There was a time when deciding on an antivirus solution for your PC pretty much came down to two choices: Norton or McAfee.
Now, however, antivirus programs are everywhere—and many have a free version. You have your choice of Avast, AVG, Kaspersky, Panda, Trend Micro, and many others.
It’s enough to make your head spin, but there’s a really easy way to figure out which antivirus program is right for you. An independent testing organization called AV-Test spends its time figuring out the best antivirus programs for Windows, Mac, and Android users.
The company publishes its results a few times a year, and for Windows users it breaks down results by operating system version. AV-Test has yet to publish any results for Windows 10 since the latest report came out in June, but you can probably rely on the Windows 8.1 results for now.
To find out about the biggest names in antivirus, visit AV-Test’s Windows home users page. Here, you’ll find a breakdown by Windows version, with each program rated on three criteria: protection, performance, and usability.
The companies are listed in alphabetical order, but you can click on any of the criteria points to get a ranking based on that (performance, for example). Each category is rated on a six-point scale represented by a group of circles. More colored-in circles means a better score.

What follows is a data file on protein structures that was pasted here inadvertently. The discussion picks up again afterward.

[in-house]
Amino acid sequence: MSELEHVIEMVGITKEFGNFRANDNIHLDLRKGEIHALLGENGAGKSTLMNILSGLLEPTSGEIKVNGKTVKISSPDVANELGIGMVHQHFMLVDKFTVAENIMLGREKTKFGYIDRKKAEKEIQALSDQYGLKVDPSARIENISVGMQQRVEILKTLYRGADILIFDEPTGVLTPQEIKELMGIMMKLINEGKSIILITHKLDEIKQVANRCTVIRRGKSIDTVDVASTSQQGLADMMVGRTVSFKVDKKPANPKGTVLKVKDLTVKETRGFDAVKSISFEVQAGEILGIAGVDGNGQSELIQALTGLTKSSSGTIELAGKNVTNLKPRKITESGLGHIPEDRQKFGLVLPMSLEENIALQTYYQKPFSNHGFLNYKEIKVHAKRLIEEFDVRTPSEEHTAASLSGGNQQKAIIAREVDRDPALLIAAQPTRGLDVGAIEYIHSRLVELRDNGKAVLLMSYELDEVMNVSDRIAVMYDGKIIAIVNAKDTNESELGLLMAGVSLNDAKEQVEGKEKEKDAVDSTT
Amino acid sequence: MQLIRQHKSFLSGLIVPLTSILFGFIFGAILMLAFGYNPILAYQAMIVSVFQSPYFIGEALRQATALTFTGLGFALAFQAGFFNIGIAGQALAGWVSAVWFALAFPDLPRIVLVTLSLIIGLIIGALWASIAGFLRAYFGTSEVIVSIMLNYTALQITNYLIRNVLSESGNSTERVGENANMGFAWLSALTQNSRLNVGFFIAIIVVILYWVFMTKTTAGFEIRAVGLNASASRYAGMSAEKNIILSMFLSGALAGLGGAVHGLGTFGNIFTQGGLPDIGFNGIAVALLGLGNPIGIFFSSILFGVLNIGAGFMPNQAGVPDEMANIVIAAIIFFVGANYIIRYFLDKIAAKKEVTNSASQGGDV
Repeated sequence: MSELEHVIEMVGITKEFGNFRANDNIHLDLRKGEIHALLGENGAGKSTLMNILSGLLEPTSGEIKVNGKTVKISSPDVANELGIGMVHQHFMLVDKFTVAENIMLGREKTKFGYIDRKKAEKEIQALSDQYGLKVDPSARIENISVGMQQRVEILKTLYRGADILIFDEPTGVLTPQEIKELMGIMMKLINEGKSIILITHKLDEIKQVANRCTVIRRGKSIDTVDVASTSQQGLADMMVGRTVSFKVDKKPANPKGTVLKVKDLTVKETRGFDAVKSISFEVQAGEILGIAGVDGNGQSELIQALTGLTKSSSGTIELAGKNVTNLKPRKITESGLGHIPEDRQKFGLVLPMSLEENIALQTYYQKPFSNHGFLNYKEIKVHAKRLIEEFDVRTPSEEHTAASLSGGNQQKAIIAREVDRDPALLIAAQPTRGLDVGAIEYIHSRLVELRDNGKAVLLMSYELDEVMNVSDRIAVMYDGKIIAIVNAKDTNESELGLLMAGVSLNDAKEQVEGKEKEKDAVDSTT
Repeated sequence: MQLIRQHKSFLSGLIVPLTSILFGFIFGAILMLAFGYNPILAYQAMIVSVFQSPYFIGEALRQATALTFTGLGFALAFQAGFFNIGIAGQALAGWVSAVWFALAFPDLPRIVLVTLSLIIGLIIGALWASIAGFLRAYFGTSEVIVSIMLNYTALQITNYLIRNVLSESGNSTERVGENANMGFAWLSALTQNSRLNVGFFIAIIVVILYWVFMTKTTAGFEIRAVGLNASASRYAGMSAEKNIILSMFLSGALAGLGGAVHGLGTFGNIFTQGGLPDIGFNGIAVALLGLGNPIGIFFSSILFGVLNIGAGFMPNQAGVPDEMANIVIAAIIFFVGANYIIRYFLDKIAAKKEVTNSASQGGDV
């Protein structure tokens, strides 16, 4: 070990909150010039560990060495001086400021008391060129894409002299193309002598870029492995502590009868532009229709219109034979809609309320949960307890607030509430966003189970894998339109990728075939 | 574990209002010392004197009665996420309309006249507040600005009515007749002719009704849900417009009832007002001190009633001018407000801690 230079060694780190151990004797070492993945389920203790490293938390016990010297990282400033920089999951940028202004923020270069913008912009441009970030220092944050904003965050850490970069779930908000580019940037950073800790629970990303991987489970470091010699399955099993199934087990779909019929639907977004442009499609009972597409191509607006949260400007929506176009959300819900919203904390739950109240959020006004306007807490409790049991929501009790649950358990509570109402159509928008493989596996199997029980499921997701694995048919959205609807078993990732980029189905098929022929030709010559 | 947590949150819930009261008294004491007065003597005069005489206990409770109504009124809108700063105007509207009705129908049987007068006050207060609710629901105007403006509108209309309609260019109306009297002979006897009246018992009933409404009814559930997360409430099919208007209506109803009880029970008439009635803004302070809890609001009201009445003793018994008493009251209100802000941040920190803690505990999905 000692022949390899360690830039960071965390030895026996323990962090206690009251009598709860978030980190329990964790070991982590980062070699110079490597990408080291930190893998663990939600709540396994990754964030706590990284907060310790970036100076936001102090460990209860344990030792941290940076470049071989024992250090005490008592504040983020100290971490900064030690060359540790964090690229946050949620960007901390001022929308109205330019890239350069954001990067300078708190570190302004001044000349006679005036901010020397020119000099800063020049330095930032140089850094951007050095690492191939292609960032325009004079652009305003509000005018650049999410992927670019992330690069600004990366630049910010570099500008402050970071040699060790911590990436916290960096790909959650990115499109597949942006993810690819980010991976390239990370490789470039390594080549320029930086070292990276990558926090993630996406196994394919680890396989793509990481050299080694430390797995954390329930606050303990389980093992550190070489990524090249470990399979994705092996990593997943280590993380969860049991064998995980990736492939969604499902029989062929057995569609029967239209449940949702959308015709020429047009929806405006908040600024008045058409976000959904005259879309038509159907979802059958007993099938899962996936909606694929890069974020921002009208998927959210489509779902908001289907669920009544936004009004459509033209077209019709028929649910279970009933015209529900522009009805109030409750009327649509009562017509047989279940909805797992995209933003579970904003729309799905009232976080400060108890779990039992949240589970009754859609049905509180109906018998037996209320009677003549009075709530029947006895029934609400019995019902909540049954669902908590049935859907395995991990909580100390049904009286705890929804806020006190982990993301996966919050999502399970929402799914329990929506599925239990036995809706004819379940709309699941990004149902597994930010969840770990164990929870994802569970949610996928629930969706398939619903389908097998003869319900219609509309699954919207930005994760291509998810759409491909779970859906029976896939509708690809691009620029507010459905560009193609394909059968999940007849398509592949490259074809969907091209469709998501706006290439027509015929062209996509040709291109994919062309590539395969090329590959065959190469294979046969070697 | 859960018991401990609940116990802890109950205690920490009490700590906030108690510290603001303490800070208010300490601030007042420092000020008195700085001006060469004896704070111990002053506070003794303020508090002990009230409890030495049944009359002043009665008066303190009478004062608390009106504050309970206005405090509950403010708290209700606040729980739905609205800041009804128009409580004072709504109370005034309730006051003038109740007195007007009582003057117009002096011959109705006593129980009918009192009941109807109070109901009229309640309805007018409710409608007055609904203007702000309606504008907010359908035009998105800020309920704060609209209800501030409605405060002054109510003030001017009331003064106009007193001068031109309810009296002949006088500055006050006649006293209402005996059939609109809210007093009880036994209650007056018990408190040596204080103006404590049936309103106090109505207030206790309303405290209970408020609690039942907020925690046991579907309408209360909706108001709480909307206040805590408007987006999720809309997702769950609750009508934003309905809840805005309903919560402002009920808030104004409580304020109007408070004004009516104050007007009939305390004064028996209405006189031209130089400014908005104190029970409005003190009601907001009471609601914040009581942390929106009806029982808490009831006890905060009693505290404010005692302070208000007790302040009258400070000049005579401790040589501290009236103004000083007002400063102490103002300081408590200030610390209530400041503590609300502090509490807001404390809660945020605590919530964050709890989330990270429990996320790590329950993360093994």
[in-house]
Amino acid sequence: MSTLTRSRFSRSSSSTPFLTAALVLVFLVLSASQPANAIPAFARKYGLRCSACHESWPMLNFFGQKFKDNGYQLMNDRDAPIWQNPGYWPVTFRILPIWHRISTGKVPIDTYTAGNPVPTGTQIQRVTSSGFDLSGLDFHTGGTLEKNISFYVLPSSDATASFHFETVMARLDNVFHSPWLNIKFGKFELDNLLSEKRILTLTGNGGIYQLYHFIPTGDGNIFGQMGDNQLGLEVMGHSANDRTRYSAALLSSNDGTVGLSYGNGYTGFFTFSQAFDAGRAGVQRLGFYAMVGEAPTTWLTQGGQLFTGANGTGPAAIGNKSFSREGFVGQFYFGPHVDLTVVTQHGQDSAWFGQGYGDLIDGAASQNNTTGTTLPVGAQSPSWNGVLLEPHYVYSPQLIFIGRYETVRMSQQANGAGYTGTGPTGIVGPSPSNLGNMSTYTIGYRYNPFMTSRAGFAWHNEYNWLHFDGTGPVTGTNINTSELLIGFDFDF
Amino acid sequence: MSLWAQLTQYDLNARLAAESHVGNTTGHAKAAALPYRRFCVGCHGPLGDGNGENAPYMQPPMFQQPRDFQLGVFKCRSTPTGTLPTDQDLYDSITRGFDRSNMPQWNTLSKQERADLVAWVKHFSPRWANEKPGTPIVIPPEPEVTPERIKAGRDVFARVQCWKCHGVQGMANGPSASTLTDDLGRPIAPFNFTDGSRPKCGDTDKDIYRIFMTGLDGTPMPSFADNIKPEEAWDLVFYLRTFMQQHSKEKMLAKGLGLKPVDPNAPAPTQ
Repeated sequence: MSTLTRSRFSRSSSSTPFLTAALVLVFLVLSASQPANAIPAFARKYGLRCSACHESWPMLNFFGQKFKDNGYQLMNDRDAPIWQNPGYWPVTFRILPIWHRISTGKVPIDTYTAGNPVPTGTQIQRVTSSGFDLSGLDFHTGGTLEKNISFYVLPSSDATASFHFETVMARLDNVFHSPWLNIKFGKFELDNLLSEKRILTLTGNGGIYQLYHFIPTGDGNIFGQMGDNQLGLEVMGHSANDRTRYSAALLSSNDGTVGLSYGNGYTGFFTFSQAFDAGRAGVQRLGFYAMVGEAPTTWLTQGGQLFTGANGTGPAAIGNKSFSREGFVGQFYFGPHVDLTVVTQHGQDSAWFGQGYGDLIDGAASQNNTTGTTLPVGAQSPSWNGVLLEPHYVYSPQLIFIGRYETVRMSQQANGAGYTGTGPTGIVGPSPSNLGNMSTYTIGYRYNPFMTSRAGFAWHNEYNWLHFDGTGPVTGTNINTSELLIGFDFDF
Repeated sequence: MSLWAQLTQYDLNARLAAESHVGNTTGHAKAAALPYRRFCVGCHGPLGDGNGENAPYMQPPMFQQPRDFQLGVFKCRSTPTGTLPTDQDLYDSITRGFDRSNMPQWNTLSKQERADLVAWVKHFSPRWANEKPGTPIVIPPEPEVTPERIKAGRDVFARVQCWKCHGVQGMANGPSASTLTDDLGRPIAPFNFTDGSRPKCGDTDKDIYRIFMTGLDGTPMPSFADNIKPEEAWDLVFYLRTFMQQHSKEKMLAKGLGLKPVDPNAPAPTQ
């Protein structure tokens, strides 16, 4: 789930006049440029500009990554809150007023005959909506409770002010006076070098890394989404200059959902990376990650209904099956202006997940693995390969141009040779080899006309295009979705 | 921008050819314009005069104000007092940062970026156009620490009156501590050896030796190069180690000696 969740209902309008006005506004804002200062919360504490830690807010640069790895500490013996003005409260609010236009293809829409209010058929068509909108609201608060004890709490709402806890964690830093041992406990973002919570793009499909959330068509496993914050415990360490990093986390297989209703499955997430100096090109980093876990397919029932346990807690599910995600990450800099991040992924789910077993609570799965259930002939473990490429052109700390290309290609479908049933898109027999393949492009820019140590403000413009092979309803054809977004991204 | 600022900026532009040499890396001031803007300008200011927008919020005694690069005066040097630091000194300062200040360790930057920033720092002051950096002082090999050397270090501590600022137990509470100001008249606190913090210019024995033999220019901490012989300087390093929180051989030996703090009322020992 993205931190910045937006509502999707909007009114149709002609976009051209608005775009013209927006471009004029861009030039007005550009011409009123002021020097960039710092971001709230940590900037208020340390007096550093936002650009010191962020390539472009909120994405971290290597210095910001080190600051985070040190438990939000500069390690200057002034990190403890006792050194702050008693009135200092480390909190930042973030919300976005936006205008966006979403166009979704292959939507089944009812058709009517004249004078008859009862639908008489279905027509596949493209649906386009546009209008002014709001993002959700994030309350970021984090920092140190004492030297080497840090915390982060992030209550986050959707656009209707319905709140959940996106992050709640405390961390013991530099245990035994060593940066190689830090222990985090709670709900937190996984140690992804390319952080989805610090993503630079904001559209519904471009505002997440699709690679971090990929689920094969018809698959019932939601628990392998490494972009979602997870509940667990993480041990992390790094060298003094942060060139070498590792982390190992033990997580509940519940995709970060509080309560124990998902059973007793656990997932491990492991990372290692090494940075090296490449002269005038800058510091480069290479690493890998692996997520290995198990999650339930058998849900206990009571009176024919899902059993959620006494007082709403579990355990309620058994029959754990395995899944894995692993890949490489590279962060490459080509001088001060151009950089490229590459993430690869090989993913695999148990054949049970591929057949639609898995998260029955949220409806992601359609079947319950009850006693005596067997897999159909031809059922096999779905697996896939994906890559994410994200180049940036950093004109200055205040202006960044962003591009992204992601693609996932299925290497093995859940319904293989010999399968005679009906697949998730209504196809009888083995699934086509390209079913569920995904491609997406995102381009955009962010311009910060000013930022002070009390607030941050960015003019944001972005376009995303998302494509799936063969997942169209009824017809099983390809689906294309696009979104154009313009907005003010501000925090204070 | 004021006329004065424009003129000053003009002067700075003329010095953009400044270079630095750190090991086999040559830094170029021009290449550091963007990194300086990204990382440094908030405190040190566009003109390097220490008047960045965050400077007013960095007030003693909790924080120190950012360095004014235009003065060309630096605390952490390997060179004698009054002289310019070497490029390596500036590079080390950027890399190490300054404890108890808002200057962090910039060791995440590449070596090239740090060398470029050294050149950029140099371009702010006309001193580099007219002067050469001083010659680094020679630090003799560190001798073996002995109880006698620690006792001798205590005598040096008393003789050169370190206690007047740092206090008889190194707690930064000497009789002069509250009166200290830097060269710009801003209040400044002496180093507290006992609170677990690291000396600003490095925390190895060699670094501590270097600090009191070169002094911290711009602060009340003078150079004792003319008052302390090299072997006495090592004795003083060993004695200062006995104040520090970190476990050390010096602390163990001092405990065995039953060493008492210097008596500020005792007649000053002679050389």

All three categories are important, but if you ask me, usability should be your top consideration, along with protection, and performance. With so many programs to choose from, and virtually all of them good, it helps to pick something regarded as user friendly.
Now just look through the list to find the antivirus that meets your needs. Note the list includes free and paid options, so you may have to do some digging if you don’t want to pay.
As of June 2015, for example, Panda Free Antivirus gets really high marks and even beats many paid options for Windows 8.1—a not uncommon occurrence. Microsoft’s built-in Windows Defender, meanwhile, totally blew it on protection and performance.
To dig deeper into the results, you can click on any of the antivirus programs to get a more detailed report as well as links to each company’s website to download the program of your choice.
That’s about it. There are alternatives to AV-Test that you can find by searching for “antivirus rankings.” But I find AV-Test’s charts the easiest to use and the most straightforward.
Ian is an independent writer based in Israel who has never met a tech subject he didn't like. He primarily covers Windows, PC and gaming hardware, video and music streaming services, social networks, and browsers. When he's not covering the news he's working on how-to tips for PC users, or tuning his eGPU setup.